Plan Email Marketing Strategy

Most people start email marketing with the right goals in mind.

They want to increase revenue, attract new customers, and strengthen relationships with their existing audience.

But then they struggle.

They feel lost, not knowing what to send or when to send it.

In the end, they send out an underperforming email or just give up without sending at all. Either way, they’re leaving money on the table.

Why?

People fail at email marketing because they don’t have a plan.

An email marketing plan helps you stay focused, motivated, and accountable.

This means you never have to wonder what and when you’re going to send.

If you need a little help getting started, we’re here with the tools you need to plan your email marketing strategy in 15 minutes or less.

Ready to get started?

3 Simple Steps to Planning Your Email Marketing Strategy for the Year

Before you begin, make sure to print out the worksheets below to guide you through the process.

[Worksheet for Step 1 and 2] 2017 Email Marketing Opportunities and Holidays

[Worksheet for Step 3] 2017 Email Marketing Calendar

Using these worksheets and the directions below, you’ll create a simple plan designed to make your email marketing a success.

Note: Steps 1 and 2 should take a total of 15 minutes, with step 3 taking another 15 minutes.

Step 1: Start with the important dates for your business

For this step, use the 2017 Email Marketing Opportunities worksheet.

This worksheet lists all 12 months of the year, along with some blank spaces next to each.

Take a few minutes to jot down the important dates for your business to give yourself a big-picture view of the year ahead.

Do you hold an annual summer sale? What about special events to promote your nonprofit? Fill in those important dates now.

Step 2: Fill in the gaps with holidays

Do you have any months without much going on?  Use the 2017 Holidays worksheet to give you ideas for open months.

Are there any holidays on this list that would be a good fit for your business?

Fill in any empty months on your 2017 Email Marketing Opportunities worksheet with major or little-known holidays — like World Chocolate Day or Book Lovers Day.

Hint: Even if the holiday doesn’t directly relate to your business, you can still use it in a promotion. For example, on World Chocolate Day you could offer free chocolate to everyone who visits your retail store.

Here’s an example of what your worksheet might look like:

By taking a few minutes to jot down your ideas, you’ll have a plan to communicate with your subscribers at least once a month.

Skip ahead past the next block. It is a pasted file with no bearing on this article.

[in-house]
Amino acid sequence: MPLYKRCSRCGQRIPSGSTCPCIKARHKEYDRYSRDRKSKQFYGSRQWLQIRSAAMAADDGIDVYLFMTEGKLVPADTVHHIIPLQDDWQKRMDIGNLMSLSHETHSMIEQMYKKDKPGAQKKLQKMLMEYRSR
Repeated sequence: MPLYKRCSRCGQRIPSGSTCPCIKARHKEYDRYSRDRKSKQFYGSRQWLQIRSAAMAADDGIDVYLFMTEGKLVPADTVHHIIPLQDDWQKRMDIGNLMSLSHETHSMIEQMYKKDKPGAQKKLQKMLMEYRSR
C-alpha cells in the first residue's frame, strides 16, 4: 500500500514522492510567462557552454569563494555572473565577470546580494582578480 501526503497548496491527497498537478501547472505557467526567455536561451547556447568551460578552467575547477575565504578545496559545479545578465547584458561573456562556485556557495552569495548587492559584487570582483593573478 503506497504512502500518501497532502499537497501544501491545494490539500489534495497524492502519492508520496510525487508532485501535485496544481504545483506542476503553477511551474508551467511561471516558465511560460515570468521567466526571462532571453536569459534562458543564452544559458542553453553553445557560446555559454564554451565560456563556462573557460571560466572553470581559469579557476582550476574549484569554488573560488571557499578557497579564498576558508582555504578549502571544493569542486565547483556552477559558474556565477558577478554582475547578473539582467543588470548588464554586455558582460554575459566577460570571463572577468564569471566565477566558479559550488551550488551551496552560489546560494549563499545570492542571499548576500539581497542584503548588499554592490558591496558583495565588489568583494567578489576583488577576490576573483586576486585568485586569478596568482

Step 3: Plot your emails into your calendar

For this step, use the 2017 Email Marketing Calendar worksheet.

This calendar may look simple, but it’s essential to achieving your email marketing goals.

Use your completed Email Marketing Opportunities worksheet to mark the important events and holidays from each month onto your Calendar worksheet.

Then, decide if the event is a time-based promotion or a non-promotional email.

Hint: A good email marketing calendar should include both.

Time-based promotions contain time-sensitive information and encourage your subscribers to take a specific action, such as buying a discounted item, registering for a new class, or buying tickets to an upcoming show.

For time-based promotions, plan on sending a short three-part email series to get the word out, themed around:

  1. An Announcement (of the event/desired action, 2 weeks before)
  2. A Reminder (to attend event/do action, 1 week before)
  3. The Last Chance (to take part in the event/do action, 1-2 days before)

Here’s how you could start filling in your calendar to plan for this promotion.

Non-promotional emails, on the other hand, will be less sales-driven and timely, and more focused on building relationships and providing value to your customers.

Think of this as a regular monthly update to your audience.

Tip: For non-promotional emails, try offering an educational video or a blog post with advice.

This might seem like a lot to do all at once, but don’t worry. Even if you aren’t able to plan the entire year in one sitting, having just three months planned will help guide your email marketing strategy and reduce your stress.

Putting it all together

We’ve gone over a lot in this post, so let’s summarize:

With your first 15 minutes, use your Marketing Opportunities worksheet to fill in important dates specific to your business/nonprofit.

Then, use the 2017 Holidays Worksheet to fill in any gaps with major and little-known holidays that relate to your business.

With your second 15 minutes, fill in your Email Marketing Calendar with the dates from the Marketing Opportunities worksheet, scheduling a mix of time-based promotions and non-promotional emails.

Creating a plan for your email marketing strategy may seem challenging at first, but by following the steps above you’ll have an effective and easy-to-follow plan in no time!

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